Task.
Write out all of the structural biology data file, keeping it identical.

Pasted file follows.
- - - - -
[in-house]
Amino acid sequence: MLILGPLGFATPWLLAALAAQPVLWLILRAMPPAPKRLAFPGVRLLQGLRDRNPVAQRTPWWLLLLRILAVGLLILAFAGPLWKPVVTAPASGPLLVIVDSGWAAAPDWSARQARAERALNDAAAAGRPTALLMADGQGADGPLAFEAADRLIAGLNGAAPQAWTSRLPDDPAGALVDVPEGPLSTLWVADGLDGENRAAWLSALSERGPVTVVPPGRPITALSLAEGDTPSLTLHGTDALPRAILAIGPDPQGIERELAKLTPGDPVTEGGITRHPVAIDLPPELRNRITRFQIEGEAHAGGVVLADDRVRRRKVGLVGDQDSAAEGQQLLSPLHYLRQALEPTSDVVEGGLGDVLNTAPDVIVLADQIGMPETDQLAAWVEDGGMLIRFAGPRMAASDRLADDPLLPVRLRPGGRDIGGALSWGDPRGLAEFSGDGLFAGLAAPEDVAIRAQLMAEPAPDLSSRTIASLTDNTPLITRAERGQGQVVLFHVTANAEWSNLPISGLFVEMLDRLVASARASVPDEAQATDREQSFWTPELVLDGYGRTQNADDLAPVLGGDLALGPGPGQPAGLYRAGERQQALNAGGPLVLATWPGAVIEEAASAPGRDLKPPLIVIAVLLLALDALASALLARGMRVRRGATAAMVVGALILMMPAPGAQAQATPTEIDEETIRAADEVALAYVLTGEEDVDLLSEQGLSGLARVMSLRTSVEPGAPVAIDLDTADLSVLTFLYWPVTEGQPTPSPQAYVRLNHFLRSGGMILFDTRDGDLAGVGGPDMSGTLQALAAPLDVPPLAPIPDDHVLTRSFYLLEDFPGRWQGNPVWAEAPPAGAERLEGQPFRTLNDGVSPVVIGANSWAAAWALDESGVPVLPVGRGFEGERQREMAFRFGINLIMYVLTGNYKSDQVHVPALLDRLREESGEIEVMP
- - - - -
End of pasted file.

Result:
[in-house]
Amino acid sequence: MLILGPLGFATPWLLAALAAQPVLWLILRAMPPAPKRLAFPGVRLLQGLRDRNPVAQRTPWWLLLLRILAVGLLILAFAGPLWKPVVTAPASGPLLVIVDSGWAAAPDWSARQARAERALNDAAAAGRPTALLMADGQGADGPLAFEAADRLIAGLNGAAPQAWTSRLPDDPAGALVDVPEGPLSTLWVADGLDGENRAAWLSALSERGPVTVVPPGRPITALSLAEGDTPSLTLHGTDALPRAILAIGPDPQGIERELAKLTPGDPVTEGGITRHPVAIDLPPELRNRITRFQIEGEAHAGGVVLADDRVRRRKVGLVGDQDSAAEGQQLLSPLHYLRQALEPTSDVVEGGLGDVLNTAPDVIVLADQIGMPETDQLAAWVEDGGMLIRFAGPRMAASDRLADDPLLPVRLRPGGRDIGGALSWGDPRGLAEFSGDGLFAGLAAPEDVAIRAQLMAEPAPDLSSRTIASLTDNTPLITRAERGQGQVVLFHVTANAEWSNLPISGLFVEMLDRLVASARASVPDEAQATDREQSFWTPELVLDGYGRTQNADDLAPVLGGDLALGPGPGQPAGLYRAGERQQALNAGGPLVLATWPGAVIEEAASAPGRDLKPPLIVIAVLLLALDALASALLARGMRVRRGATAAMVVGALILMMPAPGAQAQATPTEIDEETIRAADEVALAYVLTGEEDVDLLSEQGLSGLARVMSLRTSVEPGAPVAIDLDTADLSVLTFLYWPVTEGQPTPSPQAYVRLNHFLRSGGMILFDTRDGDLAGVGGPDMSGTLQALAAPLDVPPLAPIPDDHVLTRSFYLLEDFPGRWQGNPVWAEAPPAGAERLEGQPFRTLNDGVSPVVIGANSWAAAWALDESGVPVLPVGRGFEGERQREMAFRFGINLIMYVLTGNYKSDQVHVPALLDRLREESGEIEVMP